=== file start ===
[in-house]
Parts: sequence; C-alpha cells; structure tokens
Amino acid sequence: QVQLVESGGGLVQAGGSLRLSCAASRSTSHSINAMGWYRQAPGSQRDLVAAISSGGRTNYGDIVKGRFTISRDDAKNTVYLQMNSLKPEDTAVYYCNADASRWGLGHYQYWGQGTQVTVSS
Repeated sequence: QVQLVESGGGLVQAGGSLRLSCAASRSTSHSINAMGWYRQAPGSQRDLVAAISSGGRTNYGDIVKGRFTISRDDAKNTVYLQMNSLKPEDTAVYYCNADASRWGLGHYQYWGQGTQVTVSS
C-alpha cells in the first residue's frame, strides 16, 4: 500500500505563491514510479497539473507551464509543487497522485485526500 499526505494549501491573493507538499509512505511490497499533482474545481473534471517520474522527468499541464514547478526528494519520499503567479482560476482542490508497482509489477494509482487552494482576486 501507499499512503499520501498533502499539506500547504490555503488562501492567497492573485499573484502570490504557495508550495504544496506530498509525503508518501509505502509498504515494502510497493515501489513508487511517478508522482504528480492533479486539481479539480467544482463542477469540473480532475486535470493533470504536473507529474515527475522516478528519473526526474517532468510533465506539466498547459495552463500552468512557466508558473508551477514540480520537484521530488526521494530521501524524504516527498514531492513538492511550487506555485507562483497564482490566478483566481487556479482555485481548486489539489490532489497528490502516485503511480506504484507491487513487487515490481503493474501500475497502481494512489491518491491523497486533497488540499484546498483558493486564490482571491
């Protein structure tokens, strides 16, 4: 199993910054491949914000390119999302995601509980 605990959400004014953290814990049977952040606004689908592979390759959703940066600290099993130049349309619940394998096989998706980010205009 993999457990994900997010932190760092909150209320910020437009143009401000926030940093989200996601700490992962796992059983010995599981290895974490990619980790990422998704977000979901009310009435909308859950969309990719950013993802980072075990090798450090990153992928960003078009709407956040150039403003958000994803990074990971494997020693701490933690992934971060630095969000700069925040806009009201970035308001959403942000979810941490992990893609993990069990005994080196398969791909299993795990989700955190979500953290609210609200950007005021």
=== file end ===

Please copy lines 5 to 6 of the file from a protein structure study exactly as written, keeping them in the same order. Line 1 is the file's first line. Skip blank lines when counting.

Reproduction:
C-alpha cells in the first residue's frame, strides 16, 4: 500500500505563491514510479497539473507551464509543487497522485485526500 499526505494549501491573493507538499509512505511490497499533482474545481473534471517520474522527468499541464514547478526528494519520499503567479482560476482542490508497482509489477494509482487552494482576486 501507499499512503499520501498533502499539506500547504490555503488562501492567497492573485499573484502570490504557495508550495504544496506530498509525503508518501509505502509498504515494502510497493515501489513508487511517478508522482504528480492533479486539481479539480467544482463542477469540473480532475486535470493533470504536473507529474515527475522516478528519473526526474517532468510533465506539466498547459495552463500552468512557466508558473508551477514540480520537484521530488526521494530521501524524504516527498514531492513538492511550487506555485507562483497564482490566478483566481487556479482555485481548486489539489490532489497528490502516485503511480506504484507491487513487487515490481503493474501500475497502481494512489491518491491523497486533497488540499484546498483558493486564490482571491
């Protein structure tokens, strides 16, 4: 199993910054491949914000390119999302995601509980 605990959400004014953290814990049977952040606004689908592979390759959703940066600290099993130049349309619940394998096989998706980010205009 993999457990994900997010932190760092909150209320910020437009143009401000926030940093989200996601700490992962796992059983010995599981290895974490990619980790990422998704977000979901009310009435909308859950969309990719950013993802980072075990090798450090990153992928960003078009709407956040150039403003958000994803990074990971494997020693701490933690992934971060630095969000700069925040806009009201970035308001959403942000979810941490992990893609993990069990005994080196398969791909299993795990989700955190979500953290609210609200950007005021």